Picture of a black hole

Strathclyde Open Access research that creates ripples...

The Strathprints institutional repository is a digital archive of University of Strathclyde's Open Access research outputs. Strathprints provides access to thousands of research papers by University of Strathclyde researchers, including by Strathclyde physicists involved in observing gravitational waves and black hole mergers as part of the Laser Interferometer Gravitational-Wave Observatory (LIGO) - but also other internationally significant research from the Department of Physics. Discover why Strathclyde's physics research is making ripples...

Strathprints also exposes world leading research from the Faculties of Science, Engineering, Humanities & Social Sciences, and from the Strathclyde Business School.

Discover more...

Cisplatin-tethered gold nanoparticles that exhibit enhanced reproducibility, drug loading, and stability : a step closer to pharmaceutical approval?

Craig, Gemma E. and Brown, Sarah D. and Lamprou, Dimitrios A. and Graham, Duncan and Wheate, Nial J. (2012) Cisplatin-tethered gold nanoparticles that exhibit enhanced reproducibility, drug loading, and stability : a step closer to pharmaceutical approval? Inorganic Chemistry, 51 (6). pp. 3490-3497. ISSN 0020-1669

Full text not available in this repository. (Request a copy from the Strathclyde author)

Abstract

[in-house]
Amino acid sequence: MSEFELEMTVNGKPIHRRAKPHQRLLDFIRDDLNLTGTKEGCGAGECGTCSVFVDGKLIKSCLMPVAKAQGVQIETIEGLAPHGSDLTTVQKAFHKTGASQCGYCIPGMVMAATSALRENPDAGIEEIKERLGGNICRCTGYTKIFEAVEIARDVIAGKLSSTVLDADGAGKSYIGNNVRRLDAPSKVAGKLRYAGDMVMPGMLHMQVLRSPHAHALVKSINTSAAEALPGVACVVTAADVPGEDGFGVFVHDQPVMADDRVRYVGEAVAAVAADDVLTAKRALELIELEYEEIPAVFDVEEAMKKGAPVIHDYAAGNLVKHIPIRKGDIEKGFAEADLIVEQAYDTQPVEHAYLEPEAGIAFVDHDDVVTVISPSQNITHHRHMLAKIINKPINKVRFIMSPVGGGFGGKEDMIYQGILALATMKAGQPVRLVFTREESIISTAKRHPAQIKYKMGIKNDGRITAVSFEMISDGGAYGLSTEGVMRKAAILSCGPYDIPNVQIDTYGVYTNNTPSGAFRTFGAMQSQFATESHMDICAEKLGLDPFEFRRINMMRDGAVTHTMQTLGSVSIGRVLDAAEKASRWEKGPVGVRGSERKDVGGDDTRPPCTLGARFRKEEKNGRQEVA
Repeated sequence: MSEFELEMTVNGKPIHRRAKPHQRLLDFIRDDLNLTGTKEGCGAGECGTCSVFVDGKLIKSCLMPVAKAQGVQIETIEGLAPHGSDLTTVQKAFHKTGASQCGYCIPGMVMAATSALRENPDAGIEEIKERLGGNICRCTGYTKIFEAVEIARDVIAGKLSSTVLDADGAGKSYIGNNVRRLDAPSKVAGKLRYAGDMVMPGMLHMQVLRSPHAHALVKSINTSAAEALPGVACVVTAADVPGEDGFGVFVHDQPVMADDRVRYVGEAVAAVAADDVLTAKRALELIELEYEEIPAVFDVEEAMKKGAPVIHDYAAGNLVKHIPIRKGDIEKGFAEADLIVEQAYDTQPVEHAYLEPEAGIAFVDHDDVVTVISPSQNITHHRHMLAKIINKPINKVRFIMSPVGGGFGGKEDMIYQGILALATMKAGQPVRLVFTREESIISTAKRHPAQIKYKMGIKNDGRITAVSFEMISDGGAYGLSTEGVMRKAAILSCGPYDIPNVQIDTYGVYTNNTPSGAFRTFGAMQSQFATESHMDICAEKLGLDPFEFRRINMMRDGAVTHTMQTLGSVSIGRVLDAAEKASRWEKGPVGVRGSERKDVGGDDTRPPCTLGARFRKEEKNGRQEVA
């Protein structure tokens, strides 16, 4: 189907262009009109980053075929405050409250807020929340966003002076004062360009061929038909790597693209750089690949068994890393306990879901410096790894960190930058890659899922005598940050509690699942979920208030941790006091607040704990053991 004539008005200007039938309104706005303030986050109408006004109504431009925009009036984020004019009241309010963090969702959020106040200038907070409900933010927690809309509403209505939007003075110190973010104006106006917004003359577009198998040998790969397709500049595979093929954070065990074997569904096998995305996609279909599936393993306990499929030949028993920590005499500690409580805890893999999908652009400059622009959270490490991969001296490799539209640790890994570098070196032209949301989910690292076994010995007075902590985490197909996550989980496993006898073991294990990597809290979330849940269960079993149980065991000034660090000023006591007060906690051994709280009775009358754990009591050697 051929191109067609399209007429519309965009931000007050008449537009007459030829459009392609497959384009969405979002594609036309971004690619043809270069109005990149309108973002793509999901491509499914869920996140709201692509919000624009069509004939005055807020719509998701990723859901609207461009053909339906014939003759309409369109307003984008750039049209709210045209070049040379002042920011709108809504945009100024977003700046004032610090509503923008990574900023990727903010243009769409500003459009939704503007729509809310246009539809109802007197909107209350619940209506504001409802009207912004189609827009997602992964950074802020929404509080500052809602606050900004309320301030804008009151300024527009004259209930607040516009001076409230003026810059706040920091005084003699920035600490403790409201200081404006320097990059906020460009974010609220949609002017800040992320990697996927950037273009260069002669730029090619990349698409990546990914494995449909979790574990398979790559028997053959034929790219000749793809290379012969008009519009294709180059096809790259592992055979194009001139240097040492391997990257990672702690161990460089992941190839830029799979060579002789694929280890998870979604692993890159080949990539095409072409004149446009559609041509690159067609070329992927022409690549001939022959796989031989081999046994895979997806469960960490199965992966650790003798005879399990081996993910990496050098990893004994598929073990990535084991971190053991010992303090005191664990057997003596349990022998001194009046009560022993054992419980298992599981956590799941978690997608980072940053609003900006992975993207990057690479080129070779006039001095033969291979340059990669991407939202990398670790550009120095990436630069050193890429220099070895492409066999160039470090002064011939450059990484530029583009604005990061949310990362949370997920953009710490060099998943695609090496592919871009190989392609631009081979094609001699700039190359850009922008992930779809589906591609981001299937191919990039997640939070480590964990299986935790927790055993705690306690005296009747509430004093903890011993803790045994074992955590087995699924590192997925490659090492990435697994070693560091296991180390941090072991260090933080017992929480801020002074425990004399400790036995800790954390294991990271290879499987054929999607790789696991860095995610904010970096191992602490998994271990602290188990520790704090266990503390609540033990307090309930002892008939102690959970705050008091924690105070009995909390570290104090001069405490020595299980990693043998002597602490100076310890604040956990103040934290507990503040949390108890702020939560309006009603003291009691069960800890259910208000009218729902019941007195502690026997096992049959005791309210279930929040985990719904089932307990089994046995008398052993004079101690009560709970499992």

Gold nanoparticles (AuNPs) can be used as delivery vehicles for platinum anticancer drugs, improving their targeting and uptake into cells. Here, we examine the appropriateness of different-sized AuNPs as components of platinum-based drug-delivery systems, investigating their controlled synthesis, reproducibility, consistency of drug loading, and stability. The active component of cisplatin was tethered to 25, 55, and 90 nm AuNPs, with the nanoparticles being almost spherical in nature and demonstrating good batch-to-batch reproducibility (24.37 +/- 0.62, 55.2 +/- 1.75, and 89.1 +/- 2.32 nm). The size distribution of 25 nm AuNPs has been significantly improved, compared with a previous method that produces polydispersed nanoparticles. Attachment of platinum to the AuNP surface through a poly(ethylene glycol) (PEG) linker exhibits an increase in the drug loading with increasing particle size: 25 nm (815 +/- 106 drug molecules per AuNP), SS nm (14216 +/- 880), and 90 nm (54487 +/- 15996). The stability of the naked, PEGylated, and platinum-conjugated nanoparticles has been examined over time under various conditions. When stored at 4 degrees C, there is minimal variation in the diameter for all three AuNP sizes; variation after 28 days for the 25 nm AuNPs was 2.4%; 55 nm, 3.3%; and 90 nm, 3.6%. The 25 nm AuNPs also demonstrate minimal changes in UV-visible absorbance over the same time period.